Lars Jan, a TED Fellow, creates multimedia performances that probe the ubiquity of screens and propaganda in our culture. Today, his show ABACUS—billed as “a multimedia talking tour of our hyper-networked world to come”—opens at BAM’s Fisher Fishman Space in Brooklyn, New York. It’s a show delivered by his invented persona, Paul Abacus, about the future of national borders and the workings of contemporary persuasion—with a giant panda appearing overhead on occasion. It’s a show that Jan first gave a sneak peek of back at TEDGlobal 2011. Below, the edited transcript of a conversation we had with Jan about his work at the time.
Tell us more about ABACUS.
I want ABACUS to start a conversation about our relationship to screens and about how, in our culture, propaganda wins over content so much of the time. It’s a very visual, sixty-minute direct address to the audience. One of the big things that ABACUS is about is increasing visual literacy, so that people are better able to discern good content from bad — and truths from fiction or propaganda — more easily.
We performed ABACUS at the Sundance Film Festival in 2012, as part of New Frontier, and we launched a successful Kickstarter campaign for it as well. We did some public performances on the streets, some choreographed paparazzi, and some impromptu press conferences and choreographed protests, which were also part of the piece.
A lot of your work explores our screen-based culture. How did you become obsessed with this theme?
I think it came on slowly. I am an only child, raised by my mom, and like a lot of kids growing up in America, I watched a lot of television. I was also part of that generation where personal computers first came into the home.
Technology, computing, and screens are completely central to my work. I’m ambivalently obsessed with screens: I love how democratic they are, in the sense that they allow all this information, and intelligent, aesthetic vision to travel the map in no time. At the same time, I’m very curious about screens as they relate to how we gather, and relate to live events.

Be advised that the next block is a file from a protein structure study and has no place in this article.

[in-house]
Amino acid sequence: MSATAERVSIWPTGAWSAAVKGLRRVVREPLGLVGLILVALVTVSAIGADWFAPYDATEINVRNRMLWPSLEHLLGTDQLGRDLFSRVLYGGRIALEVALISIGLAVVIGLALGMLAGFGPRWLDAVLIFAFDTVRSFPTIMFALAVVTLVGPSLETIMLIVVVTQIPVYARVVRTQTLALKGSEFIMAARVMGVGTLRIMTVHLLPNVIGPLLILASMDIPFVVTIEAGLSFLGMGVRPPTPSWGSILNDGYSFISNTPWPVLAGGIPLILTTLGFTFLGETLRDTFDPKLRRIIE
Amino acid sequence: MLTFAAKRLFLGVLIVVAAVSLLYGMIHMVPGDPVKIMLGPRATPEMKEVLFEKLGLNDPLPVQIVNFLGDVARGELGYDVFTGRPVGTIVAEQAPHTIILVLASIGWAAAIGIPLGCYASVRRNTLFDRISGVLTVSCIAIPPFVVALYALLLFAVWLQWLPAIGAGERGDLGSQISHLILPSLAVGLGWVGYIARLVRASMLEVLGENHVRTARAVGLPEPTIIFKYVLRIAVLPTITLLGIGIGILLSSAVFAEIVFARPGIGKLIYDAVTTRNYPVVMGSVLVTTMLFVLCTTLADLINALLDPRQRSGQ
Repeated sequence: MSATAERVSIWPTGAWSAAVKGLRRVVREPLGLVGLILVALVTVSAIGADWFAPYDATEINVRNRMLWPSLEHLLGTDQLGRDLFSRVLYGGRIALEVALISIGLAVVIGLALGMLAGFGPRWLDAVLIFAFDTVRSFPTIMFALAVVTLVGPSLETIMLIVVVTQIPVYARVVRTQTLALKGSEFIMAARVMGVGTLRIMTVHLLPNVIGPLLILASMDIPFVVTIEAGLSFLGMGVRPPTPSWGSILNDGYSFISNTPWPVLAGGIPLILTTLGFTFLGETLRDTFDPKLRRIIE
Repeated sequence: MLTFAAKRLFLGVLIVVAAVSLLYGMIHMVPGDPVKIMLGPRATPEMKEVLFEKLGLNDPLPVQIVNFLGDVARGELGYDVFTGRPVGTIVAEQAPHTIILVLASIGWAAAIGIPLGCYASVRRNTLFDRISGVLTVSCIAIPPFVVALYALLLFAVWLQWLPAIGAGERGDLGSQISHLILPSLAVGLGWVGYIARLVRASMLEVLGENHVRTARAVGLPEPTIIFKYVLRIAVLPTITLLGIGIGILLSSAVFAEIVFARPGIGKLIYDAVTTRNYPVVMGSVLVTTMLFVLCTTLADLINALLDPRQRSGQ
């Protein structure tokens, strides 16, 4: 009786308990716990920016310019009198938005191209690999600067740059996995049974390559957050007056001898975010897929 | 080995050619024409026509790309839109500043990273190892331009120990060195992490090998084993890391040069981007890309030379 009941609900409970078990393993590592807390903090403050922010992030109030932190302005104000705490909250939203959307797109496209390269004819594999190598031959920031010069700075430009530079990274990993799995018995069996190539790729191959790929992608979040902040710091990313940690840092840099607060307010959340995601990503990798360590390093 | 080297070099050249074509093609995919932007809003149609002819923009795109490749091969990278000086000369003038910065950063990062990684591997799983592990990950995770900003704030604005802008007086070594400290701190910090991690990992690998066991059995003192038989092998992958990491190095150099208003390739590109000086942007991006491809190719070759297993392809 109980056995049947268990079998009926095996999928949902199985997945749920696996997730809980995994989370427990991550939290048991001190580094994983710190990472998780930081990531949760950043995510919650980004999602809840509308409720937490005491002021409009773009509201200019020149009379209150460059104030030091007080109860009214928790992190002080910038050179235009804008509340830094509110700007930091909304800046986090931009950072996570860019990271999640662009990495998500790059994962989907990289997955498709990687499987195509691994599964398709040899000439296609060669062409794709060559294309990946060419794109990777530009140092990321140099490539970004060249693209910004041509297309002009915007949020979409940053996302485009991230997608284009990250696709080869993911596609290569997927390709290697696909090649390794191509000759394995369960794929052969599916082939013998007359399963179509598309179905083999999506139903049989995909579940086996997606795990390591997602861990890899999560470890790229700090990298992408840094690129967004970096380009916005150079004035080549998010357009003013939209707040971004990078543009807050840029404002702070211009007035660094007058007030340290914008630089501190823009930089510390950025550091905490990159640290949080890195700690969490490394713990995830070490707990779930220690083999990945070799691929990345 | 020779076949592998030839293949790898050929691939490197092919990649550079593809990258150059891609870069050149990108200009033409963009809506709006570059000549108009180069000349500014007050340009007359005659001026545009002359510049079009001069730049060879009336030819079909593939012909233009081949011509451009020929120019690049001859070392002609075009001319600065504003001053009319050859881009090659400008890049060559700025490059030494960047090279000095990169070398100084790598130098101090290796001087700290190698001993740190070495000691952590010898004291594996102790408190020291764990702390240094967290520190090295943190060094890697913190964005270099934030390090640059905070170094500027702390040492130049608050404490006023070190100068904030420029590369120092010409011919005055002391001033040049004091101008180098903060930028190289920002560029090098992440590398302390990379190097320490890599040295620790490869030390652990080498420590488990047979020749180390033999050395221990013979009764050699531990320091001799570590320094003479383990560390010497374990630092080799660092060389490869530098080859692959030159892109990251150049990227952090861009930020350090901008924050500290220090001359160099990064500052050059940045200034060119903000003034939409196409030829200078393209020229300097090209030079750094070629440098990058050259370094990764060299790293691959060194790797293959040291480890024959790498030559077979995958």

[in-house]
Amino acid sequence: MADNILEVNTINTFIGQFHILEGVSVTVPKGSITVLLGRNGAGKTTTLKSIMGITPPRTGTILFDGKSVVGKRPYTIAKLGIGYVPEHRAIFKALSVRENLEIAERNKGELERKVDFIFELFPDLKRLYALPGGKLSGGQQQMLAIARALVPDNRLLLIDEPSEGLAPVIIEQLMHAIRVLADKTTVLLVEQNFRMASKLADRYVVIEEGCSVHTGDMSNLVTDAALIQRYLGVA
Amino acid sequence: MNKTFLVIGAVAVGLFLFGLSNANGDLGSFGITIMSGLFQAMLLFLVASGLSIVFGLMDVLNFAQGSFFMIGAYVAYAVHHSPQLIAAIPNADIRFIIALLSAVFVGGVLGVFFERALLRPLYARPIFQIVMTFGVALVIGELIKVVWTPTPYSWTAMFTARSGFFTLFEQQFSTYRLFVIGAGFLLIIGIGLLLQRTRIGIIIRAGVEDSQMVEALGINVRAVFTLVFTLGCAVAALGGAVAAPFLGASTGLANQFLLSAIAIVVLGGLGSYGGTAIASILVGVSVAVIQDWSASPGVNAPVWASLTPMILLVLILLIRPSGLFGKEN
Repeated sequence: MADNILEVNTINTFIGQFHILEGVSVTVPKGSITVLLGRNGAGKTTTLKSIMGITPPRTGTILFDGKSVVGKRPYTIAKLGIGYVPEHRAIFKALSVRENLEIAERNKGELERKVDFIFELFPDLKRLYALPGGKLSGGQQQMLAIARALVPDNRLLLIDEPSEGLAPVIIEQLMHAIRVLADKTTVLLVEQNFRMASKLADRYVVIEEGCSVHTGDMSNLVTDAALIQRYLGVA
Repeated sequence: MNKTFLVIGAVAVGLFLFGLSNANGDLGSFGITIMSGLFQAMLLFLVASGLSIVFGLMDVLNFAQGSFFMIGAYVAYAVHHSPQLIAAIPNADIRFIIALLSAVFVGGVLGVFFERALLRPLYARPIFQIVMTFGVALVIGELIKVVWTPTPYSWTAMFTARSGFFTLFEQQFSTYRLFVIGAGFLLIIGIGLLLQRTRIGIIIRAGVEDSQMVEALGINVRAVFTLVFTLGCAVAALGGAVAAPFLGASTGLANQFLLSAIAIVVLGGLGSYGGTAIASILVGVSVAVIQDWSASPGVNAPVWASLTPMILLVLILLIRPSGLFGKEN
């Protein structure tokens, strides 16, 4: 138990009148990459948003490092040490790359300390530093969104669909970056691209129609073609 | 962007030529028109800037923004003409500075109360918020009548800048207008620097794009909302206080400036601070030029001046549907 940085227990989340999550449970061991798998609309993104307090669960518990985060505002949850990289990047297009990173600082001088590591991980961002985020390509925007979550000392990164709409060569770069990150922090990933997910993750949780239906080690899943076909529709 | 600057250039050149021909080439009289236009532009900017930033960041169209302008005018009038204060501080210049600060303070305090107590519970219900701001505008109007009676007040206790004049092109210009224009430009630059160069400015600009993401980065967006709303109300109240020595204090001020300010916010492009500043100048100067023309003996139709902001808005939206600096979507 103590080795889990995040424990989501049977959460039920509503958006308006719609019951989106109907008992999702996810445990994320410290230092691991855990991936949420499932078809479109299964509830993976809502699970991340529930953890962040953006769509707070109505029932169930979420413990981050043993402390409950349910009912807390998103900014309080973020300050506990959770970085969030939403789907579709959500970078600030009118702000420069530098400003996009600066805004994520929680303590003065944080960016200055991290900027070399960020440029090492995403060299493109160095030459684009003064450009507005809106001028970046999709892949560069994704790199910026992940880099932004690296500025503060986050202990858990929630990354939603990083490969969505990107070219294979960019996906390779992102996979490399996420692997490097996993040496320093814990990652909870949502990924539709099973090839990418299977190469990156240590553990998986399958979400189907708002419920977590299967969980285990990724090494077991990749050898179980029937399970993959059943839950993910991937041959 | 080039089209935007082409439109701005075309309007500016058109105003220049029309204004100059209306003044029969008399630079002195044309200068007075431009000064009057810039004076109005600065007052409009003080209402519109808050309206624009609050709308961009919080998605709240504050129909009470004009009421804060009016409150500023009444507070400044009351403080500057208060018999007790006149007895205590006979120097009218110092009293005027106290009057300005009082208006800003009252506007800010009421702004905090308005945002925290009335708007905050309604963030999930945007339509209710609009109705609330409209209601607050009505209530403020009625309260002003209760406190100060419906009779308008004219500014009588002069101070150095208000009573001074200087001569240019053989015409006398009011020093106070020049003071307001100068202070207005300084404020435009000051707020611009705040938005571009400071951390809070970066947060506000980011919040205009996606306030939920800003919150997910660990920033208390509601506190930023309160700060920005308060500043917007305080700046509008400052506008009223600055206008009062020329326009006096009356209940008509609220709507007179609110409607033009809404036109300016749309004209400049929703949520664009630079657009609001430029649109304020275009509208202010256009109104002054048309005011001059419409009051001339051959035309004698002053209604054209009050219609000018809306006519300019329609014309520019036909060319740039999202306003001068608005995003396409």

Ever since cinema was introduced, screens have been kicking the teeth in of live performances. And I think that there’s something that has been a little bit lost because of this. Screens encourage people to stay in, and screens encourage people to look at an object in a public space as opposed to another person. The pendulum is swinging so far in favor of the screen, and it’s going to swing even further. Screens are going to be all over our public and private spaces, mapped onto cars, trees, architecture. Futurists talk about embedding them into contact lenses.
Unfortunately screens have become primarily created in the service of advertising. Executives want television shows to be good so that they can sell the advertising slots for more money. And now the same thing is happening on my cell phone and on the Internet.
I think it’s a really impoverished way of thinking about what’s possible with screen space, and what we could do with it educationally, culturally, and communicatively — in terms of encouraging diversity of aesthetic experiences, but also in terms of encouraging something that is closer to what a true democracy might look like. I think screens could be integral to that. But because of the direction screens are currently heading, I think live events and live gatherings are going to emerge as incredibly important in the next decade.